Op-Ed: Intentional Impact, Valentina Fernandez for SG President
BY: SHYHEIM SNEAD
The first time I met Valentina, I was working behind the front desk in Leonard Hall. She set up time with me to ask about what it was like to be student trustee. Initially, our conversation was different than others of the same type I'd had; Valentina listened deeply, questioned sincerely, but most true to her character, focused on whether the role could help improve the culture of inclusion on our campus.
What was supposed to be a 30-minute informational meeting blossomed into a three-hour conversation about what it meant to be a person of color on our campus, in society and in the most elite spaces.
After hearing her story and the obstacles she faced to get to AU, I knew she was exactly the voice that the boardroom was missing. As soon as Valentina told me she decided to apply to be student trustee, I knew she would transform the way person in this role interacted with students. Very shortly after, she did.
Since then, Valentina has spent countless hours studying and learning more about AU, how policies work and how to include student voices in any change the university undertakes. Valentina shadowed as student trustee-elect in the most active way possible. She took her role seriously and went above and beyond to serve as a sounding board and thought partner.
What continues to impress me most about Valentina is her ability to see things from a strategic, visionary perspective, while also being extremely reflective about where she comes from and the space she occupies. I think one word captures how she approaches her work: critically. Critical in the sense that there is always a way to be better, always more time that she can put in, and always more questions she can ask of herself and of people in power to reach the most equitable result for all AU students.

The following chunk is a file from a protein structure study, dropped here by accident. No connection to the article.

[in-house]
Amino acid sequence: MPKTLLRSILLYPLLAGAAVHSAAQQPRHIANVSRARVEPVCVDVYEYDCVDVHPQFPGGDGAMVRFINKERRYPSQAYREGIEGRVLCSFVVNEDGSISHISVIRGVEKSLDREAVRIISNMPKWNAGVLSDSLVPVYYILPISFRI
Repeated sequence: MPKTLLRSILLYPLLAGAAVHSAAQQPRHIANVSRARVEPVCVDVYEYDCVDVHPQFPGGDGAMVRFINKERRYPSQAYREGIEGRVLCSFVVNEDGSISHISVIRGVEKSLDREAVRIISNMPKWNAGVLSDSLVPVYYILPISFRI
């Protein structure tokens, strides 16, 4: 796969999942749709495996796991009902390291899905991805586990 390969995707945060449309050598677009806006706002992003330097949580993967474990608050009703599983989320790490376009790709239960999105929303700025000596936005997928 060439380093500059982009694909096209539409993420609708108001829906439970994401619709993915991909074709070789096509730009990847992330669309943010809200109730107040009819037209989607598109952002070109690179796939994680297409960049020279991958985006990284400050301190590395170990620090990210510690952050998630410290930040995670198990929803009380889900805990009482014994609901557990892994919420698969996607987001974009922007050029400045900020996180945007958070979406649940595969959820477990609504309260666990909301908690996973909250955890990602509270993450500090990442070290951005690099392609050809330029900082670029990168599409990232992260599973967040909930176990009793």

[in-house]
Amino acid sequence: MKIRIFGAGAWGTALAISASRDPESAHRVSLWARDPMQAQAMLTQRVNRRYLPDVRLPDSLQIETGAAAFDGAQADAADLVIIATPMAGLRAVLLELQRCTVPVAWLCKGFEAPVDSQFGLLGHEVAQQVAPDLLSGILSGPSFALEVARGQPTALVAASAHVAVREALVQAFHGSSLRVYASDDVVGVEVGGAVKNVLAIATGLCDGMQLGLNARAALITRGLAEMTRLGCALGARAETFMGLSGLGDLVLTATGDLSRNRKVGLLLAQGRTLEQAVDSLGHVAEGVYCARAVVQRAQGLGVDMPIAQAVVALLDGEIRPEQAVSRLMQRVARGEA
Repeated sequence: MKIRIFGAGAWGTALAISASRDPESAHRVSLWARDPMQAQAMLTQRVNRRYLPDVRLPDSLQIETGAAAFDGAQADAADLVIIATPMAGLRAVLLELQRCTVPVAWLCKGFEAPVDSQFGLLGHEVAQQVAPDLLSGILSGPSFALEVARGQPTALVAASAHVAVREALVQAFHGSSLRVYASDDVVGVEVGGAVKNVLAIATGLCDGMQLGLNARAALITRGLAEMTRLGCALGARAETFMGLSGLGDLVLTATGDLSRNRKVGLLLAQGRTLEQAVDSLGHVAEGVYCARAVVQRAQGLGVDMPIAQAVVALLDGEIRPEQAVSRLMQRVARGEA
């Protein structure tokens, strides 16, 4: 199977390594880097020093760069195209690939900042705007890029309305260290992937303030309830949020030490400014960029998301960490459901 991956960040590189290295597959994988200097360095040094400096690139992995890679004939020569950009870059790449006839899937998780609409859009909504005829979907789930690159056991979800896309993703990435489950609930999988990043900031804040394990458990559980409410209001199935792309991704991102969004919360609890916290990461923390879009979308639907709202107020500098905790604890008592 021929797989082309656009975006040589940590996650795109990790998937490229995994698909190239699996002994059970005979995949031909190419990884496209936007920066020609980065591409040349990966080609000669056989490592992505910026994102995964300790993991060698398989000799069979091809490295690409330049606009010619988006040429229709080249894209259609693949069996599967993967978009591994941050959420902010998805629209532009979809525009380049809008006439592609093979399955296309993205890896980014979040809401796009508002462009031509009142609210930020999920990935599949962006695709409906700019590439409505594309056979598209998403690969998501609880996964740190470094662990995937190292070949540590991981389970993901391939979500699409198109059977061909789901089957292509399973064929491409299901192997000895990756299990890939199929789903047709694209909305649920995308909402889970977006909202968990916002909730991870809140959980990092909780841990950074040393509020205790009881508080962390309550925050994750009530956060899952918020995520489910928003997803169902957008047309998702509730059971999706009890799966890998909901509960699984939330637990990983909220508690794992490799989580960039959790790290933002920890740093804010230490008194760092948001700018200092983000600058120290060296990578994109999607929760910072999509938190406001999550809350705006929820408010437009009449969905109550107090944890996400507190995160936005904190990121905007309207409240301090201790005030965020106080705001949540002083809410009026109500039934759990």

This critical lens made her question why only some student leaders were able to interact with our Board of Trustees. She not only questioned, she also took action. She asked that same question to the board and other university leaders. She introduced herself to the campus community and made herself available. She invited more than 80 student leaders to engagements with the board. Everyone from transfer students to Black students and international students had the same access she and I had for two years: The ears of the most powerful people at our university.
What Valentina did as student trustee was not in the job description. In fact, no one before her--myself included--went to the lengths she did. But the board and the students invited, alike, began the work of bringing our campus together. I truly believe, for reasons such as this, that representation is vital to moving our campus and society forward. We need people who look like and come from similar backgrounds as we do to inform decisions that impact us.
I can fully attest that for the past three years, the student body has had an advocate behind closed doors even when it was uncomfortable for her. Valentina is truly someone who has hustled in silence at a place where people are very outspoken about what they have contributed. The reality is that Valentina spends much of her time actually grappling with the issues everyone only talks about during Student Government season because they are real for her every day of the year.
I have no doubt that if elected, Valentina would spend every minute of her term working for every single student. Simply put, we would be lucky to have Valentina as our next SG President.